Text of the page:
Fox wraps up its first year of offerings in its admirable Film Noir series with three more winners. The Dark Corner, directed with quiet restraint by studio workhorse Henry Hathaway, is a welcome dramatic outing for Lucille Ball who helps her private detective boss Mark Stevens unravel a frame-up from out of the past. There's good work from William Bendix as a stranger dressed in white and especially from Clifton Webb in a typically self-centred and acerbic role. Kiss of Death has one of the great noir villains, the psychotic Tommy Udo played by Richard Widmark. Small time hood Victor Mature runs afoul of Udo when he tries to go straight in this suspenseful film, another fine directorial effort from Henry Hathaway. Otto Preminger's Where the Sidewalk Ends features troubled cop Dana Andrews, far removed from his smooth cop portrayal in Laura, who seems unable to control his temper. When he kills a suspect by accident and tries to cover it up, he finds himself entangled in the lives of the dead man's widow (Gene Tierney) and her father who is eventually charged with the killing. Andrews virtually always provides value for money with his performances and this is no exception. All three discs provide fine transfers characterized by sharp images, very good shadow detail, modest grain, and only minor speckling. The mono tracks on each are in good shape and are supplemented by stereo mixes (which add little) and English and Spanish subtitles. All feature typically thorough audio commentaries (by Eddie Muller on Where the Sidewalk Ends, and by Alain Silver and James Ursini on the other two titles). Theatrical trailers and still galleries are also included. All three discs are highly recommended.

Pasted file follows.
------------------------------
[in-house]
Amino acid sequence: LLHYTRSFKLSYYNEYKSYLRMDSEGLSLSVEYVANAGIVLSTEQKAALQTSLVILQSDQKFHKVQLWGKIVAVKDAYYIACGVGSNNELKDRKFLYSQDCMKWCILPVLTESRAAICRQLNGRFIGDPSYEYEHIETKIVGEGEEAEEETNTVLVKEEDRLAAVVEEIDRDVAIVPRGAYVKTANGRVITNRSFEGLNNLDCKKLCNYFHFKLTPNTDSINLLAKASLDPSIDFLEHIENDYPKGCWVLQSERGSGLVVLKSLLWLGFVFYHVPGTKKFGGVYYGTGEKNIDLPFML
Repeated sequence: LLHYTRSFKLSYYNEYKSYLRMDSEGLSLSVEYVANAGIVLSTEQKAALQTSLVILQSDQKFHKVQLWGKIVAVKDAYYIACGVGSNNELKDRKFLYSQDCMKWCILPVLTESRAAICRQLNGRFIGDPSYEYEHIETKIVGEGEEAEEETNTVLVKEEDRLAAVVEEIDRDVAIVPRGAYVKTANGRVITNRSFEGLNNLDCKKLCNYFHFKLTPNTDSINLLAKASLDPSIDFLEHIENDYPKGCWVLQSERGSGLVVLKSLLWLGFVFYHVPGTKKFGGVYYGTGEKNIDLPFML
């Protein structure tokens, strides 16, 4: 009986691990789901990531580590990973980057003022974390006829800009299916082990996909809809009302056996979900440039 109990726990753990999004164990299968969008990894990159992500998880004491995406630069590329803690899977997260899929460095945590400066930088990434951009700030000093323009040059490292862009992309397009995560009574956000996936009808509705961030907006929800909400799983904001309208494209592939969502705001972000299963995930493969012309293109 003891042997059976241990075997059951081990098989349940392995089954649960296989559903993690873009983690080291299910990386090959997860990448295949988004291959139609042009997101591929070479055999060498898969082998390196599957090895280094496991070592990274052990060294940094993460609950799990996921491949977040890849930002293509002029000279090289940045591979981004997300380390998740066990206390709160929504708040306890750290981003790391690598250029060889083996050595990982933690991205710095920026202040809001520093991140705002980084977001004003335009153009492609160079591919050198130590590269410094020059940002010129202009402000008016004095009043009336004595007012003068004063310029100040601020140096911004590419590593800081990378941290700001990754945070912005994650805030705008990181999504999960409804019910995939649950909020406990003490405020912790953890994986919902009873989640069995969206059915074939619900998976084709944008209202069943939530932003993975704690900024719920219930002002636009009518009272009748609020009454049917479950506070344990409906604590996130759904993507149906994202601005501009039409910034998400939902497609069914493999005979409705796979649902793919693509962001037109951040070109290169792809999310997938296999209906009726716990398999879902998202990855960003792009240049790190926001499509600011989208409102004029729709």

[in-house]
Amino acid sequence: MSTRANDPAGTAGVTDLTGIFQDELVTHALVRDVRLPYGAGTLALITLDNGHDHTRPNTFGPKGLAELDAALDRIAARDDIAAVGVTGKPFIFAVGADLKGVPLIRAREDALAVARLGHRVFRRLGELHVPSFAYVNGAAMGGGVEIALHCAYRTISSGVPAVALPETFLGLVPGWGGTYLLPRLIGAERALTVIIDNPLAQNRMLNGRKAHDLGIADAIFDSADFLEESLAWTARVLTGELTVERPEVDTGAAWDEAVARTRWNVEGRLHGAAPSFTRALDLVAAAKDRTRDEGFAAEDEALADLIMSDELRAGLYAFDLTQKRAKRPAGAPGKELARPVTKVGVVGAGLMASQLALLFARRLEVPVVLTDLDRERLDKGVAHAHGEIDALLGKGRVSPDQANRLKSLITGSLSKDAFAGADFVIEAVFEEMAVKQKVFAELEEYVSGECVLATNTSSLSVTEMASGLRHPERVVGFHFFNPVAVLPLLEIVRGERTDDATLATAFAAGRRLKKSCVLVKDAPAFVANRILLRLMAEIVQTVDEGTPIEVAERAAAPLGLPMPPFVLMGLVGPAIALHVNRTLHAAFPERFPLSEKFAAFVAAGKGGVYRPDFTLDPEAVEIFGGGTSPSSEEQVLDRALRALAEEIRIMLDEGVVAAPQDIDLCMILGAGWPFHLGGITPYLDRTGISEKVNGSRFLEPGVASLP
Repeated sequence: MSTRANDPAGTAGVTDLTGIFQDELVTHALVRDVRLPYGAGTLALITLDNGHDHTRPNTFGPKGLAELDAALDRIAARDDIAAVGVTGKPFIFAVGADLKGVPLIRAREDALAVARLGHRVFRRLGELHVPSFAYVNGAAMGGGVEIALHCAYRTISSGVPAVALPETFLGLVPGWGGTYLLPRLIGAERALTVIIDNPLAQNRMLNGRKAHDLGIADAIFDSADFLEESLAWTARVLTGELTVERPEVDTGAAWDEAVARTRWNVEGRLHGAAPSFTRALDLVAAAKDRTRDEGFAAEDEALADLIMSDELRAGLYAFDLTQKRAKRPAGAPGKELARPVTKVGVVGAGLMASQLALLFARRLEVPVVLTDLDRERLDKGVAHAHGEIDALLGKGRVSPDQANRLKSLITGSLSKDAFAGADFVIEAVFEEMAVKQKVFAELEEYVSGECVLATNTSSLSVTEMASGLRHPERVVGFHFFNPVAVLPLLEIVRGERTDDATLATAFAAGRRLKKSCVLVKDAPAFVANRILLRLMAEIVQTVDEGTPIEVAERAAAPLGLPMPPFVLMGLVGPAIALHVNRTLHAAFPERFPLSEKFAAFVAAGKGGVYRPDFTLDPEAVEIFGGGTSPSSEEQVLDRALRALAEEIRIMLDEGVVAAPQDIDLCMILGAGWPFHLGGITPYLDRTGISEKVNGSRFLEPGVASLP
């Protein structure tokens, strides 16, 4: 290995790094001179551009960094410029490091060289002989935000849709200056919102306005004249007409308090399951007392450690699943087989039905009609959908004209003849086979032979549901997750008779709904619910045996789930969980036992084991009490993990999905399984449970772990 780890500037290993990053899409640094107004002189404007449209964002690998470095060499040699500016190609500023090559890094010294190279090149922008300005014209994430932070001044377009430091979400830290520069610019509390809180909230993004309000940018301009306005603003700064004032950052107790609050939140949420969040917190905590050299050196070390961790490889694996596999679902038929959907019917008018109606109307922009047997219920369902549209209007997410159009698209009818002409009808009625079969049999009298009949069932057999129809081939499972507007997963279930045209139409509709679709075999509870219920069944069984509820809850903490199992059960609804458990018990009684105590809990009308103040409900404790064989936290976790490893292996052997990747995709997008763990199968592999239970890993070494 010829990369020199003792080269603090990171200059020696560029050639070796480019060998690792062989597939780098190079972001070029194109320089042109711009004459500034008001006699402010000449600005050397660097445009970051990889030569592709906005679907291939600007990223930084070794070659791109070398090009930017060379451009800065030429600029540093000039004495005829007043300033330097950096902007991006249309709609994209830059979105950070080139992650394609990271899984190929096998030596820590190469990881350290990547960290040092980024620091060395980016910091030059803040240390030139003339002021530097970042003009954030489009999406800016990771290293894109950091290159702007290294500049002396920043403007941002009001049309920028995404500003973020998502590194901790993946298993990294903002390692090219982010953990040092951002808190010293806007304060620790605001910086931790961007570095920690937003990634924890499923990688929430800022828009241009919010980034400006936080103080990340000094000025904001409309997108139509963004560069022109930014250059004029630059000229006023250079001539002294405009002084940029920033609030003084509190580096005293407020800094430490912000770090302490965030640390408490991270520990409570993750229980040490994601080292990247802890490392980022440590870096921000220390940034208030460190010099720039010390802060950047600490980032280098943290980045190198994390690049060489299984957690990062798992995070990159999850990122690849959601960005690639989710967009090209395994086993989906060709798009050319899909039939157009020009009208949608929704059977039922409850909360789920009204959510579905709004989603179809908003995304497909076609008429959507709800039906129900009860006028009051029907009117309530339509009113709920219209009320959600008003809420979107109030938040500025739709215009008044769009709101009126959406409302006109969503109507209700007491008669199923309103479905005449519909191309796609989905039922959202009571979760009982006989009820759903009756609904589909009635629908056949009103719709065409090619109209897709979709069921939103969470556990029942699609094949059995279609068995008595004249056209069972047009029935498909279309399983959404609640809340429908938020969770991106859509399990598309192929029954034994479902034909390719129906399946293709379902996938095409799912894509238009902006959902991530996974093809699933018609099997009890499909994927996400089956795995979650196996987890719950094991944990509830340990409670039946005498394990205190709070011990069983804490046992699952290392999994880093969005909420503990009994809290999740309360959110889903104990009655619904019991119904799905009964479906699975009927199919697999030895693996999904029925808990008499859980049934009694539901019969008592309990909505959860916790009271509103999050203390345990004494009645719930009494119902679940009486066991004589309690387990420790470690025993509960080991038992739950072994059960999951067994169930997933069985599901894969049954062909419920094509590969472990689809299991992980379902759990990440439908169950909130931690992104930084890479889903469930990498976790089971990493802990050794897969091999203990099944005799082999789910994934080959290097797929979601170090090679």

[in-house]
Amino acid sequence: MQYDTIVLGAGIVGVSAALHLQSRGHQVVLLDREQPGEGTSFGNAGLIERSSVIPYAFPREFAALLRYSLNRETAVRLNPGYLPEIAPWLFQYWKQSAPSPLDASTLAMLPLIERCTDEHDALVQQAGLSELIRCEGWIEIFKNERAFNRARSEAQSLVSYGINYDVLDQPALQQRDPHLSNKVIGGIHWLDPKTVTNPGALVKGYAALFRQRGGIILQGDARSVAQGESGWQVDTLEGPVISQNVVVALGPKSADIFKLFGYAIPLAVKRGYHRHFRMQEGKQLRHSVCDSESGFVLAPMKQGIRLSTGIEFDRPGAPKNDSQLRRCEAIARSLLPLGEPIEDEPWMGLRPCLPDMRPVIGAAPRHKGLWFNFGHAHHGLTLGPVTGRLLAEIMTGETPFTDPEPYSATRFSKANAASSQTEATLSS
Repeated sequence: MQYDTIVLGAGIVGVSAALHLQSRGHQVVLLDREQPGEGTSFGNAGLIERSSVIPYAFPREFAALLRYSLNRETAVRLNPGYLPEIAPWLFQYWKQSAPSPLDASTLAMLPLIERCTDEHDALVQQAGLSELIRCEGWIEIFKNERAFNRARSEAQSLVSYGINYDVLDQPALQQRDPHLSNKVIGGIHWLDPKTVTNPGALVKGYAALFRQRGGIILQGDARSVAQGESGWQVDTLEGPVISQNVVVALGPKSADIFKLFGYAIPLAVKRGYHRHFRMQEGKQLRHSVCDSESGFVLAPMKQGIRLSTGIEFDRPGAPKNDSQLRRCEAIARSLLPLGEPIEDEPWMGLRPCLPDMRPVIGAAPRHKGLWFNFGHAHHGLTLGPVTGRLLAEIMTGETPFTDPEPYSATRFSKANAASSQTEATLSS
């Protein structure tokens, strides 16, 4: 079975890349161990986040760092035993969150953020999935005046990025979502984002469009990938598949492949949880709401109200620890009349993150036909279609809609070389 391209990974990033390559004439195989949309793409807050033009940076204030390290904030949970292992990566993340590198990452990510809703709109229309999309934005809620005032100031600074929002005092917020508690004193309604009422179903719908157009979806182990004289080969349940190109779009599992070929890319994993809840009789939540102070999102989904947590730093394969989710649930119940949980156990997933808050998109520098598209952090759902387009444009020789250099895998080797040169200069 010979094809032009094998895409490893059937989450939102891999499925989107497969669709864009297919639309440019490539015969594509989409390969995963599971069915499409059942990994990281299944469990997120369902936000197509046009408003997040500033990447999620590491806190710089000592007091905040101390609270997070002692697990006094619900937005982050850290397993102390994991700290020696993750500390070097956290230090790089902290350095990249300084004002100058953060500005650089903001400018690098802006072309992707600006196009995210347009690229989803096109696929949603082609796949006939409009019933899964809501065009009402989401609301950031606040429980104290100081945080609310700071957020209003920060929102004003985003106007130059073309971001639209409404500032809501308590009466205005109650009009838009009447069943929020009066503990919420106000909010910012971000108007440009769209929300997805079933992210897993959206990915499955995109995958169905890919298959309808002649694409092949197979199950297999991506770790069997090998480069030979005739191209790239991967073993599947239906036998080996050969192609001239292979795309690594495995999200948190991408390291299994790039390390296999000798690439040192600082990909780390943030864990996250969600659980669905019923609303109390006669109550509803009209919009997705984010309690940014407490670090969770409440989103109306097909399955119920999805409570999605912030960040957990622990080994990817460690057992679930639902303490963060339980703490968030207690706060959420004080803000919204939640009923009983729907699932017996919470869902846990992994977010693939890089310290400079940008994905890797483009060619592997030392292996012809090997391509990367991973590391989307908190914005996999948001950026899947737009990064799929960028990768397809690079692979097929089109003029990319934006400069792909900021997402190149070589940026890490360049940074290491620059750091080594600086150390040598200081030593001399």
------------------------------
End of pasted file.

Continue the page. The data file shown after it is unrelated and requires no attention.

On to Part Two